No one wants to hear it, but things are going to get tougher. Most don’t want to deal with it, and some operators don’t know how to deal with tougher times. It is unreasonable to read about the economic downturn, the layoffs, the cutbacks, and not expect our industry to suffer. It is suffering, and it will suffer further and deeper.
Your company’s accounts receivables need to be in order so that you can guide yourself through these tough times. Here are just a few horror stories of operators that are facing this problem.
A limousine operator has accounts receivables that are eight months past due from a national affiliate network! Or how about a Connecticut company that is averaging $900,000 in annual sales, but has $180,000 in receivables. A New York operator with $560,000 in annual sales has $66,000 in past-due receivables to local limousine operators. Operators across the nation have received bankruptcy notices from dot-com companies.
Our office is starting to get reports of slow pay, no pay and bankruptcies being filed by supplier companies who once served dot-com companies.
Precept Transportation filed bankruptcy and left many operators with no hope of collecting their receivables. A 30-car West Coast operator is owed money by a well-known national network that is six months old.
Our firm was called in to help a Canadian limousine company in a desperate cash-flow situation. The company could not pay its bills or make its fleet payments and was losing credit with the bank. The company had $190,000 in receivables, enough to bring everything current and have a positive bank balance. I am not a doomsayer, but rather the opposite. I am saying get ready, take action and make the best of this situation. In doing so, you will survive, and might even prosper in greater ways. Be proactive. Don’t wait for the accounts receivables problem to bury you.
What You Can Do
Acknowledge that some bad debt and some slow pay is a part of doing business. However, you determine the amount. You set the policies and practices concerning the credit conditions by which customers do business with you. After all, it is your business. A segment of your customers will generally use your money as long as you allow them. Let’s face it – does anyone besides you give your customers interest-free loans?
Establish a credit policy, and put it in writing. Make it public. Teach your team to understand it and how to use it. Enforce it!
Inform your customers of your credit policy in advance, and establish the rules before you do business with them. Continually train your customers on your credit practices. (This is the first step for new account sales.)
Determine the amount of accounts receivables your company can afford. How much can your cash flow handle comfortably and meet all your payable obligations?
Realize the opportunity cost of your accounts receivables. This should cause you to take action. Remind yourself of the interest-free loan you are extending to your customers. For example, a $150,000 monthly average balance in accounts at 10 percent interest costs you $15,000 annually. For the cost of a good accounts receivable clerk, this equates to 1,250 hours per year, or 24 hours per week.
Assign one individual the responsibility of the accounts receivables. Clearly set the goals outlined above as your minimum requirement of that individual. Support this individual with training, feedback and regular monitoring.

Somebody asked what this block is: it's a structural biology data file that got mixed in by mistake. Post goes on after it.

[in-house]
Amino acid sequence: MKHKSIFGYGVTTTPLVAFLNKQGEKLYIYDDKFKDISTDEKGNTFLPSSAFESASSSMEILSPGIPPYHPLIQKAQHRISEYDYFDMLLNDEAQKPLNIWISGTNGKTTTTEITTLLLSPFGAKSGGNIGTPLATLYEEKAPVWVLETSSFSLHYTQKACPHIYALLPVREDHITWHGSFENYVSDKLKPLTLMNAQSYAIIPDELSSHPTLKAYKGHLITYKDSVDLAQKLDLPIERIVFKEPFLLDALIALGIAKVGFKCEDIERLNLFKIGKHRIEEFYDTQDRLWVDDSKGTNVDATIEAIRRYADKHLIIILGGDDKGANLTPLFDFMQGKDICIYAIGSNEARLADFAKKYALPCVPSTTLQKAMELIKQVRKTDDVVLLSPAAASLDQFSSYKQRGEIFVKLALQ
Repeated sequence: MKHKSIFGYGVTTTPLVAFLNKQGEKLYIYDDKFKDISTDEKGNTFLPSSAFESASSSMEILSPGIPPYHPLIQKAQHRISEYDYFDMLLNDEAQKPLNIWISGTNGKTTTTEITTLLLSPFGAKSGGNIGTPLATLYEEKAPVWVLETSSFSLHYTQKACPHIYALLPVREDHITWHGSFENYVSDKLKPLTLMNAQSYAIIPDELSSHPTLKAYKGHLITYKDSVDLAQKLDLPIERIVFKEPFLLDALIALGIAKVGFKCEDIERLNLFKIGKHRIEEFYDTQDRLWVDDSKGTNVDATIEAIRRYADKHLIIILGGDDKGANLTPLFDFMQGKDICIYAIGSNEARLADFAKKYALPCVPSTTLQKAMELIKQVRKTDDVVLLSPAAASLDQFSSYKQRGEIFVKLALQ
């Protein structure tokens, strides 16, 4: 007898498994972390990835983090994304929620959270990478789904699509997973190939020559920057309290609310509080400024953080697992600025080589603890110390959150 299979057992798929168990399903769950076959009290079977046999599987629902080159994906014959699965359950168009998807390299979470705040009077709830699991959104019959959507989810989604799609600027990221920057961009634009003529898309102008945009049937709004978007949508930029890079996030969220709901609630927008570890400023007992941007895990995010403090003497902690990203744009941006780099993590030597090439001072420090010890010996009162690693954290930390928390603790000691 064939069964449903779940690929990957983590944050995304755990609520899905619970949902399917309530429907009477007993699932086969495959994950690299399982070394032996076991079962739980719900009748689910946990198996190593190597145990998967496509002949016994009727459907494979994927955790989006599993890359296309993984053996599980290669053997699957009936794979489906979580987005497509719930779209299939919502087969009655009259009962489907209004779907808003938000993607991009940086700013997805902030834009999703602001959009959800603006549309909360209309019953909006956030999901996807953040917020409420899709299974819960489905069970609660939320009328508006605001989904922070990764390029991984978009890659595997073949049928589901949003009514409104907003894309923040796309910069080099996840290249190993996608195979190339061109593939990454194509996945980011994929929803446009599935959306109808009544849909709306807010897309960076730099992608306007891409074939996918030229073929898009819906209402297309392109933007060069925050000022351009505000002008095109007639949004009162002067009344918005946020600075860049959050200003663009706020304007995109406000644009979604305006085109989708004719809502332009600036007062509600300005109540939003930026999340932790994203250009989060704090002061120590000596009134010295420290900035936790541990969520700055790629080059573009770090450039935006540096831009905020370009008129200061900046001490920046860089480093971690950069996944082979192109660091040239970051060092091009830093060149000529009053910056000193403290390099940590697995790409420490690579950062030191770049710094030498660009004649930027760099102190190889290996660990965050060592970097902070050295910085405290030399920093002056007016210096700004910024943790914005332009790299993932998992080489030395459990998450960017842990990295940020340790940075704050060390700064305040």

Give the individual time to work your accounts receivables properly. Give assistance with extra hours if needed, especially early on in the process.
Demand regular collection reports on all accounts, and take action promptly when any customer gets outside your established limits. Reports should show calls made, individuals talked to, action taken, comments, customer payment date promised and recommendations on the next action.
Remind yourself regularly that if you don’t make improvements in managing your accounts receivables, they will steadily get worse.
The Canadian company mentioned earlier has since gotten its accounts receivables under control. It established new credit policies and assigned a staff member the collection responsibilities. Also, weekly reporting was established. The cash flow is good, stress is greatly reduced and bills are paid on time.
A New Jersey company faxed me a copy of their accounts receivables aging report. It does $3,000,000 annually in corporate account work, and it has $33,000 total accounts receivables and is making 10 percent profit. However, two years ago it was about to go under.
The Connecticut operator mentioned above converted more than 50 percent of its corporate accounts to credit cards in 30 days. The two partners are paying themselves salaries again.
No operator has to put up with customers not paying. We all have choices. We can get other business accounts. Sometimes less business paid on time is better than more business paid in 120 days. Some business accounts need to be turned away or not taken in the first place.
Limousine operators need to remember that accounts receivables management is not unique to the limousine industry. This is one of business’s oldest problems, and much has been learned to help all businesses deal with the problem.
Control Your Destiny
Whether you are dealing with a limousine operator for farm-out work, a large national corporate account, the local travel agency or limousine affiliates, you don’t have to take it anymore. Further, you can’t afford to ... for more on this topic, check out the August issue of LCT!